Two years ago I explained “Why my kids will be the death of traditional media” whilst I watched my sons effortlessly move between their armoury of digital playthings.
Two years later and they are even more web savvy and connected. My eight year-old now blogs from his Posterous site, displaying the latest videos he shot on a Flip Camera, edited himself on iMovie and posted to YouTube. He creates his own video games using Sploder and embeds them into his blog, which in less than a month has attracted thousands of views.
His friends are also digital natives who all chat online after school and rarely watch free-to-air TV. They download music and apps to their iPods and never turn on the radio.
Which brings me to a new study by Habbo Hotel, the world’s largest virtual community for teens, into Generation Z and their expectations for the future digital economy. The survey of more than 49,000 Australian children aged 11-18 found that the majority (55%) of respondents believe that the digital world will make traditional printed books, newspapers and magazines extinct, whilst, only 38% disagree.
Here are the major findings:
A Digital Content Diet
As the debate over how to make money from online content continues, it is clear that for the generation who has grown up in a digital playground, the future is mostly free. Almost a third (32 per cent) of respondents stated that currently they never pay for content, whilst a further 26 per cent are only willing to pay if there are no free channels available. In Spain and Italy 48 per cent of teenagers claim to never pay for content, compared to the UK where only 21 per cent are determined to access all of their content for free. This compared to 28 per cent in Australia.
Once young people have accessed their content, sharing doesn’t seem to be a priority, with only 23 per cent of respondents regularly sharing content online and 39 per cent rarely or never sharing. Of those that do share, the majority of content shared is music (54 per cent), games (35 per cent) and images (35 per cent).
Habbo hotel residents expect to access content through a range of mediums, with the majority unable to imagine a world without traditional TV or radio. The TV also joins the mobile phone as the device that Generation Z would be most upset to live without – ranking higher than content streaming or the downloading of MP3s. However, whilst the TV remains a relevant and important medium to this media-savvy generation, traditional print media (newspapers, magazines and books) won’t fair as well with 55 per cent of respondents saying that they will be extinct either very soon or some day in the future. Only 18 per cent feel that printed media will always have a place.
Online safety is a concern for Generation Z. The survey findings show that schools and parents have the most influence in terms of educating young people about responsible and safe online behaviour. The Habbos surveyed stated that they learn most about online safety at school (29 per cent) or with family (20 per cent). Friends only represented 10 per cent. This compares to Australian teens where school, family and friends represented 43 per cent, 11 per cent and 5 per cent respectively.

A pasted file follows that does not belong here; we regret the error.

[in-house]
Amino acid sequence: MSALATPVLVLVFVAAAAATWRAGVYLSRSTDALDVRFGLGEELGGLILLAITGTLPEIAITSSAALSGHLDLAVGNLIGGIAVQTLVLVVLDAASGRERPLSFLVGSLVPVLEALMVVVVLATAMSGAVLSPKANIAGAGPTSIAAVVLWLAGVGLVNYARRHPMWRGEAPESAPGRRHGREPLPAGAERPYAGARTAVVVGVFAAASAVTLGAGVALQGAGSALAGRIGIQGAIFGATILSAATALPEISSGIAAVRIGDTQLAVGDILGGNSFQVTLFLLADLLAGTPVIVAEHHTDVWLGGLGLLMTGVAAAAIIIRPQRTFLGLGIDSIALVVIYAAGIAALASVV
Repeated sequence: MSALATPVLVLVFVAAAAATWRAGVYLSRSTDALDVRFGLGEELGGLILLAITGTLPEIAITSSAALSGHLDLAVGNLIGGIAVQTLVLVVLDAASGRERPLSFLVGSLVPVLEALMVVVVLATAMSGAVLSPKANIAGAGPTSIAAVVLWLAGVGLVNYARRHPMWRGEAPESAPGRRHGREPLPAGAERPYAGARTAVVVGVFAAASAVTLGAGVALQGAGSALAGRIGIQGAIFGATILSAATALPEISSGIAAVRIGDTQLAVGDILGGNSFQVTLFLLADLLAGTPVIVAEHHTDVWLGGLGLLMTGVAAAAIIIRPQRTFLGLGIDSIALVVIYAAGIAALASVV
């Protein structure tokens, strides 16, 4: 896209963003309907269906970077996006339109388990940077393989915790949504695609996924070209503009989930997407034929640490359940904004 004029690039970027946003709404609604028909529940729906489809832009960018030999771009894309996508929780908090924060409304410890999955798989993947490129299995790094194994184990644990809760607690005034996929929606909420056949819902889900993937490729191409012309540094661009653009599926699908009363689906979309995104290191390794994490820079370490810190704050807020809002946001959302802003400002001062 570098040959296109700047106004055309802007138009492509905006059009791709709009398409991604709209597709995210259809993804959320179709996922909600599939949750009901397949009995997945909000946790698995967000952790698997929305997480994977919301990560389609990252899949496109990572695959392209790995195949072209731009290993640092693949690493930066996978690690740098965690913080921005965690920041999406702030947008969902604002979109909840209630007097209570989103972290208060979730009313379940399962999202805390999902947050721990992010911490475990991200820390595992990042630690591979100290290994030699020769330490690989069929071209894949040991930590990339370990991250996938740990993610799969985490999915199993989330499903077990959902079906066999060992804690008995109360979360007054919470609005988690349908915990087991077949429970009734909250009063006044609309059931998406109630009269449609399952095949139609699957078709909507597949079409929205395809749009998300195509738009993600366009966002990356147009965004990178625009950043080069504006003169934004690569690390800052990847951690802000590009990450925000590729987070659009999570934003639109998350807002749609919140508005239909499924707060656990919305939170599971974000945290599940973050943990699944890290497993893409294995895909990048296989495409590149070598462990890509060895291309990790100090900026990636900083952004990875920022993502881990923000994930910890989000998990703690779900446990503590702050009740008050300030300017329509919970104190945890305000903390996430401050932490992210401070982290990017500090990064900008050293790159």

55 per cent explained that they feel fairly safe in most online environments, yet 19 per cent state that they don’t feel safe in lots of online spaces. 61 per cent of those teens questioned felt that online safety would become increasingly important in the future; whilst a quarter feel it will be as important in the future as it is now.
A Digital Community
For Generation Z, interacting online is second nature and is as important as interacting in the real world. Over a third (34 per cent) of those surveyed thought that in the future physical meetings would decrease to be replaced with online interaction. When asked about where virtual worlds could be utilized in the future, 55 per cent of respondents said ‘home’ – suggesting that we may soon be creating a virtual home where we interact with our families online rather than just visiting a virtual world.
The study also shows how teens are incorporating a new internet vernacular within their vocabulary. SMS and online chat abbreviations are being used alongside more traditional language. Over a third of those surveyed (34 per cent) felt that the informal language they use online could be transferred into offline situations and used as they grow up. 29 per cent still believe that they need to speak more formally in offline contexts while 31 per cent felt that they needed to stop using abbreviations outside of the internet.
Beyond the impact on language, the teens questioned felt that the internet is having an impact on education, with 46 per cent of teens believing that virtual worlds will one day be used regularly in schools. Teens also prefer the digital approach to learning with 43 per cent of those questioned finding it easiest to learn from the internet. Only 16 per cent chose books as their preferred way of learning new things whilst 38 per cent liked to use a combination of the two.
With 64 per cent of the teens questioned claiming that online interaction has improved their confidence, it comes as no surprise that Generation Z are building social networks beyond those which are physically within reach – the majority of teens having between 100 and 200 online friends.
Jeff Brookes, Regional Director Asia Pacific, Sulake commented, “This global study provides a clear indication of the way the internet is impacting the lives of Generation Z and how it will go on to shape the future. In the past ten years we have seen the digital landscape change dramatically and it is the current generation of teenagers who are at the forefront of this.”